To slow the data rate to a rate that the FPGAs are capable of handling, defect analyzers 38 and 40 divide the stream of analog samples at 600 megahertz into four parallel streams of digital samples, each at 150 megahertz. The FPGAs may then process the four parallel streams of digital samples in parallel at 150 MHz to detect defects in disc 22. For example, Analog-to-Digital Converters (ADCs) may receive the stream of analog samples. The ADCs may process the stream of analog samples to simultaneously output two streams of digital samples on two separate busses. The ADCs also output a clock that runs at half the frequency of the analog data. As a result, the digital samples have a slower the data rate. Additional circuitry may divide this clock by two before passing the clock to the FPGAs. After the additional circuitry divides the clock by two, the clock is now a quarter of its original frequency. When running at a quarter of its original frequency, the clock may be referred to herein as the “input clock.” The FPGAs may include registers are clocked on the rising edge of the input clock and the other registers are clocked on the falling edge of the input clock. In this way, each register captures every other sample from the ADCs. The registers that were clocked on the falling edge of the clock have their outputs re-sampled by registers that are clocked with the rising edge of the clock such that all of the registers output data on the rising edge of the input clock (operating at a maximum of 150 MHz) so that there are four parallel digital data streams all clocked on the rising edge of the input clock.

In some embodiments, the FPGAs are capable of processing streams of digital samples at 200 MHz. To utilize this higher processing frequency, a 200 MHz clock may re-clock the data (i.e., four parallel data streams clocked on the rising edge of the input clock). For instance, a 200 MHz clock re-clocks the data with a flag to indicate when samples from the ADCs are in the registers. To reliably re-clock the data, the data is sampled at both the rising edge and the falling edge of the input clock. The outputs of these registers and the input clock are sampled by the 200 MHz clock. Based on the state of the input clock at the time the input clock was sampled, the data captured by the 200 MHz clock that was sampled from the registers that were least recently clocked by the input clock is passed on. This logic ensures that only the data in registers whose clock and data satisfied the registers' set up and hold times are used. The advantages of operating at 200 MHz may include a fixed amount of time between input and output. Furthermore, operating at fixed 200 MHz may require less time between input and output than a variable-frequency clock pipelined approach in which the clock may vary between 10 and 150 MHz.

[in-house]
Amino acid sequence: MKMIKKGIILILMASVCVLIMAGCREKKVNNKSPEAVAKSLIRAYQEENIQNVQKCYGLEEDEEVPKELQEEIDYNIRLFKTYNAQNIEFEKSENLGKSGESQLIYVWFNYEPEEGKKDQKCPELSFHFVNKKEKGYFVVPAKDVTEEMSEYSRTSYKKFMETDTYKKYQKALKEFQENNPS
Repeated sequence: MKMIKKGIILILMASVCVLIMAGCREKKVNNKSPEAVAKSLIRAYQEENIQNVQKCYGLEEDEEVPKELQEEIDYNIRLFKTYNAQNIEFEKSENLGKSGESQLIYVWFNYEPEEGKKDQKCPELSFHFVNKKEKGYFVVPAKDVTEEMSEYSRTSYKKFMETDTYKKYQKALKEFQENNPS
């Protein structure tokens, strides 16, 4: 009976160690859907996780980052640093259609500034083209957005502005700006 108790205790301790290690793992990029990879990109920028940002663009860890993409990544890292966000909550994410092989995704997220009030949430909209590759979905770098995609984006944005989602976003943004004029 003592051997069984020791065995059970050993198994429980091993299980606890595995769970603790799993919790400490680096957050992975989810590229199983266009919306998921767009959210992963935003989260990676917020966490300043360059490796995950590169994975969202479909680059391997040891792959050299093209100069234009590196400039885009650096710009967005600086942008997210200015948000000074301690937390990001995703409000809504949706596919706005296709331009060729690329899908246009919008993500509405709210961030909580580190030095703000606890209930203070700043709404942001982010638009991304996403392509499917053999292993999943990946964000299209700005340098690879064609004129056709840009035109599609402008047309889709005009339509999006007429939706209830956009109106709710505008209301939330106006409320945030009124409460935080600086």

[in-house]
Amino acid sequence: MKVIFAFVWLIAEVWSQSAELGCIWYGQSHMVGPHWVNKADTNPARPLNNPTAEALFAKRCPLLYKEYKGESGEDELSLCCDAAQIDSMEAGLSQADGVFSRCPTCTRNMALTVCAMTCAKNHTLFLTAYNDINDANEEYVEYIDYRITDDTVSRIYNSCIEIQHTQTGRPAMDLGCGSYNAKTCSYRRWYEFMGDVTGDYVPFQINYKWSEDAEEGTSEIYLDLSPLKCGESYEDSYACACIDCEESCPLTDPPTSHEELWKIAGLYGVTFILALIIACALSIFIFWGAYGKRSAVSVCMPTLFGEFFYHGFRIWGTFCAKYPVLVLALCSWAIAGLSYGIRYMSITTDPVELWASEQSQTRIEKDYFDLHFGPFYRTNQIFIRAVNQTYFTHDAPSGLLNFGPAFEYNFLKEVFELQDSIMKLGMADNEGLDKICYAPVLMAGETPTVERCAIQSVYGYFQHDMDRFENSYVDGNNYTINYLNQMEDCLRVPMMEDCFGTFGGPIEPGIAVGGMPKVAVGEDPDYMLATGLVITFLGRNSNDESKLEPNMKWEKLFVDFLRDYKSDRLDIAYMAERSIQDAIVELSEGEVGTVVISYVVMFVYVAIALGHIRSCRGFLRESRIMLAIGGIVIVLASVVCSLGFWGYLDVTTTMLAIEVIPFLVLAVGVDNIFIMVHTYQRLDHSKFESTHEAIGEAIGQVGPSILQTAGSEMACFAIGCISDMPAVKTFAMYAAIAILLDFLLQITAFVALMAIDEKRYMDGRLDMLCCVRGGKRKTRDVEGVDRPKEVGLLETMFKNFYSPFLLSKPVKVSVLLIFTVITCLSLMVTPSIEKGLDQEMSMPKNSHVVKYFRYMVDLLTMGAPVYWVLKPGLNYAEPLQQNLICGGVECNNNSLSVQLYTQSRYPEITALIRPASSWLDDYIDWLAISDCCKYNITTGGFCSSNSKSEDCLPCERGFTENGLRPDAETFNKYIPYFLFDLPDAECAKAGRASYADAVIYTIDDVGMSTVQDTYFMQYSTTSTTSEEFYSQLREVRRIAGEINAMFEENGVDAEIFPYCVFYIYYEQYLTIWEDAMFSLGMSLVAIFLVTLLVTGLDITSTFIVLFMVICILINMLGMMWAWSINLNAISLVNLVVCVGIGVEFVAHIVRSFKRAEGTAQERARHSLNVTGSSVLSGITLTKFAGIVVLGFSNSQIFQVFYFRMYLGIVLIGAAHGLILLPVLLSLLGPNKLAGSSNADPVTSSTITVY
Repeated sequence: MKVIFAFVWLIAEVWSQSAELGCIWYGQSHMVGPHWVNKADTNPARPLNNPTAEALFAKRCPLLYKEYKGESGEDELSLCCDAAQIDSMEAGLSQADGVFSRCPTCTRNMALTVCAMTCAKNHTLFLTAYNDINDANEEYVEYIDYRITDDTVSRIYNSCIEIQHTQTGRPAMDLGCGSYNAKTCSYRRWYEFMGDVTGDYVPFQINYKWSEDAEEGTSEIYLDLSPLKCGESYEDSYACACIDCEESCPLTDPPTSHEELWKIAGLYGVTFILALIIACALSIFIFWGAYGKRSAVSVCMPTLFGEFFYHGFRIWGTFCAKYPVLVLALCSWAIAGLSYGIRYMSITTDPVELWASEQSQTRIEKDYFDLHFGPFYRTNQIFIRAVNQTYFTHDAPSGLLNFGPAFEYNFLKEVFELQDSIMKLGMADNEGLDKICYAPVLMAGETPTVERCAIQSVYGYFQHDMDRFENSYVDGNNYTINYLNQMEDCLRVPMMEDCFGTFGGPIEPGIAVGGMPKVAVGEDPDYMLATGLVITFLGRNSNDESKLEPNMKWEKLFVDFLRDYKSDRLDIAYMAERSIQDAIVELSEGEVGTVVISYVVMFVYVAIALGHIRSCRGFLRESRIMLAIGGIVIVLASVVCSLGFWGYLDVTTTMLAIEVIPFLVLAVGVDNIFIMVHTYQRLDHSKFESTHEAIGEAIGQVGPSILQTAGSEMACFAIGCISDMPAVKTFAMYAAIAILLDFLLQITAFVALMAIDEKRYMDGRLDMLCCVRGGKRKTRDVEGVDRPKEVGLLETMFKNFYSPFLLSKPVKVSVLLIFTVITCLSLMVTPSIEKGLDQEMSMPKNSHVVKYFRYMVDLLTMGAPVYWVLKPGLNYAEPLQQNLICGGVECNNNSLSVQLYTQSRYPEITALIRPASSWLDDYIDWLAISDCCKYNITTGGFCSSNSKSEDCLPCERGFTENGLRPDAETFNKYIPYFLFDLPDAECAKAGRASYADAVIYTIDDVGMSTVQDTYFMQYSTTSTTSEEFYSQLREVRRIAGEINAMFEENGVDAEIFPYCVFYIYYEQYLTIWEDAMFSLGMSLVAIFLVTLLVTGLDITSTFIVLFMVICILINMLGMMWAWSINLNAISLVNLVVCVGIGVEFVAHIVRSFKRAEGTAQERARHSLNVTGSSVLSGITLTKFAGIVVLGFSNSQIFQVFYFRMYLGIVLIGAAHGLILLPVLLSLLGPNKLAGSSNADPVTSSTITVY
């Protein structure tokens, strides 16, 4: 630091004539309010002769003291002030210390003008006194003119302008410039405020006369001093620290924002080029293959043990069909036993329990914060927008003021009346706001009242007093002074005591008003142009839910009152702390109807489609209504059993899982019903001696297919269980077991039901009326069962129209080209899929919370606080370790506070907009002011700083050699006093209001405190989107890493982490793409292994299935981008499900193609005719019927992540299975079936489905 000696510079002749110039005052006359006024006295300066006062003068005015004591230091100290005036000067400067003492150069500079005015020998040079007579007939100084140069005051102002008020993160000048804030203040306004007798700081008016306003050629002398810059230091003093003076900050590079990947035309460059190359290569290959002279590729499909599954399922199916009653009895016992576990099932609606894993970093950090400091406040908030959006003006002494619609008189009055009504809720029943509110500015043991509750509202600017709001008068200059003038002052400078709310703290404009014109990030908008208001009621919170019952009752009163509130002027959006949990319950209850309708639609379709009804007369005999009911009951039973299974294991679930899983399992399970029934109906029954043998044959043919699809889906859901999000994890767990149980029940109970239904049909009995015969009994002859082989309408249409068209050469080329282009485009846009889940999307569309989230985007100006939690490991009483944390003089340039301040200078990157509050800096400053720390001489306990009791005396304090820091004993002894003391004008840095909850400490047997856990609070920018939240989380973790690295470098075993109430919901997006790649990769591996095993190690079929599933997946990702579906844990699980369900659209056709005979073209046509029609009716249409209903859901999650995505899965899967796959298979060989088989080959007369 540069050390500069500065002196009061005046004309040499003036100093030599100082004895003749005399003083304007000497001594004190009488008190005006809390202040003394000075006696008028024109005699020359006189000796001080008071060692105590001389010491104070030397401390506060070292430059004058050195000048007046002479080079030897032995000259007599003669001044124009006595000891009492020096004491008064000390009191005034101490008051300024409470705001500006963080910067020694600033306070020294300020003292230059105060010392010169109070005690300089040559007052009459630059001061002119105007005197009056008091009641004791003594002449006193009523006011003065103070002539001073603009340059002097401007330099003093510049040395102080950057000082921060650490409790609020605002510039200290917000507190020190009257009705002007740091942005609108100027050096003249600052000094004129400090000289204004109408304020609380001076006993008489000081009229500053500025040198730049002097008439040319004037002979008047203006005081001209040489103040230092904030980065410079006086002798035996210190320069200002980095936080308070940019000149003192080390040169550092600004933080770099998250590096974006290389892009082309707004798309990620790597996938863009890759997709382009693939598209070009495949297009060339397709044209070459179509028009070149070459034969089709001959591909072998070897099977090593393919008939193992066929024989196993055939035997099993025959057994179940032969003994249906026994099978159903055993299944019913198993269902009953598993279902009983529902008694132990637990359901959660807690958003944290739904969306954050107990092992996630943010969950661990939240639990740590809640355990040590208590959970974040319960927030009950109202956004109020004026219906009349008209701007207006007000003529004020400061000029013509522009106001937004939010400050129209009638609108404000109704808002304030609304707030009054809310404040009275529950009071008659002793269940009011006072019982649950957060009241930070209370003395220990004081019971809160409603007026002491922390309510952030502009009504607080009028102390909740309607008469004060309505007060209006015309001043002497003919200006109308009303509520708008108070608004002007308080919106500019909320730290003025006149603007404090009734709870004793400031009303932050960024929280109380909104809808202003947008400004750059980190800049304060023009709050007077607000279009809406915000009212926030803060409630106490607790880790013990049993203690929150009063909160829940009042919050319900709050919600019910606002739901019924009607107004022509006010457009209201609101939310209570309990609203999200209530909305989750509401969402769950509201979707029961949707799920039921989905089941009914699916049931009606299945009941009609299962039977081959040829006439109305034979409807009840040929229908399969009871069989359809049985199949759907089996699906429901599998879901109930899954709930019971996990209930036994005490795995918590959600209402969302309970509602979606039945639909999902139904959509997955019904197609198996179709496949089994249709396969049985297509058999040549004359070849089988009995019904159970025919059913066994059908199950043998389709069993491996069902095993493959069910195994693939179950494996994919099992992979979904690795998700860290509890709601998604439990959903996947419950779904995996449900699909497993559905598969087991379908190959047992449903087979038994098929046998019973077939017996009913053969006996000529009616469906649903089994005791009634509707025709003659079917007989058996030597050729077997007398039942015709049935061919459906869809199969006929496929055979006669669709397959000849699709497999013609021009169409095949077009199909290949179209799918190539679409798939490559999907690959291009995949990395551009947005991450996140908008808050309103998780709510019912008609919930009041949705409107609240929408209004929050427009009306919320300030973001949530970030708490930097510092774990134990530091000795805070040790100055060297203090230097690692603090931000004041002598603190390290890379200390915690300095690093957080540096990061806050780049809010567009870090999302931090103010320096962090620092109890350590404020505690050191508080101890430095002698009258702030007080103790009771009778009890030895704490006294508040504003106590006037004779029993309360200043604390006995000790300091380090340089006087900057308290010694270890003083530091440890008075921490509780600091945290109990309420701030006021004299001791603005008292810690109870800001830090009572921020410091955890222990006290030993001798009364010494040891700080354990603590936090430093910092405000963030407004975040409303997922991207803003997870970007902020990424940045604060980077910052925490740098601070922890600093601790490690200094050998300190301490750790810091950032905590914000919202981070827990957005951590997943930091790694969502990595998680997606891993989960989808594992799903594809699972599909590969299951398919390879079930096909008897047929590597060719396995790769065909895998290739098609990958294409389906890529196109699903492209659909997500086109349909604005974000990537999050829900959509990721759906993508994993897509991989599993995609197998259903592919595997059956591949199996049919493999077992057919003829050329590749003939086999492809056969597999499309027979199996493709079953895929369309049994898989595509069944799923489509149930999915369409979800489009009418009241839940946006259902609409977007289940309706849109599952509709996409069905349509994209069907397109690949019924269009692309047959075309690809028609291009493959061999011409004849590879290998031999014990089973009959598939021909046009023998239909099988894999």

Control system 30 may also include a bus monitor 74. Bus monitor 74 may monitor control messages on the USB bus from master control unit 32 to USB hub 65. Bus monitor 74 may then forward the control messages on the USB bus to a debugging unit 67 that executes debugging software. Debugging unit 67 may be a personal computer or other type of computing device. In this way, user 62 may access debugging unit 67 to understand what control messages master control unit 32 is sending or receiving. This, in turn, may aid user 62 to debug software or hardware in control system 30.

In control system 30, motion interface 34 may send control messages containing position information along with associated timestamps to data correlation module 82. The position information may describe the motion of carriages 26 and the rotational velocity of spindle 20. Because data correlation module 82 receives position information from motion interface 34 with associated timestamps, data correlation module 82 may accurately record and plot the motion of media tester 2 along all axes of motion. Data correlation module 82 may then display the plot using a graphical user interface. In some embodiments, write control 42 may also send position information and associated timestamps to data correlation module 82.

Plots made by data correlation module 82 may be useful for debugging software and hardware components of control system 80. For example, plots created by data correlation module 82 may be useful in understanding the settling behavior of carriages 26, the speed stability of spindle 20, the delay between the time a control message to move is sent and the time the motion is completed, the accuracy with which motion control 34 maintains a constant linear velocity spiral, and so on. In addition, plots created by data correlation module 82 may be useful in determining how accurately carriage 26B follows a track written by read head 16 on carriage 26A. After generating the plots, data correlation module 82 may provide the plots to debugging software.

Various embodiments of the invention have been described. These and other embodiments are within the scope of the following claims.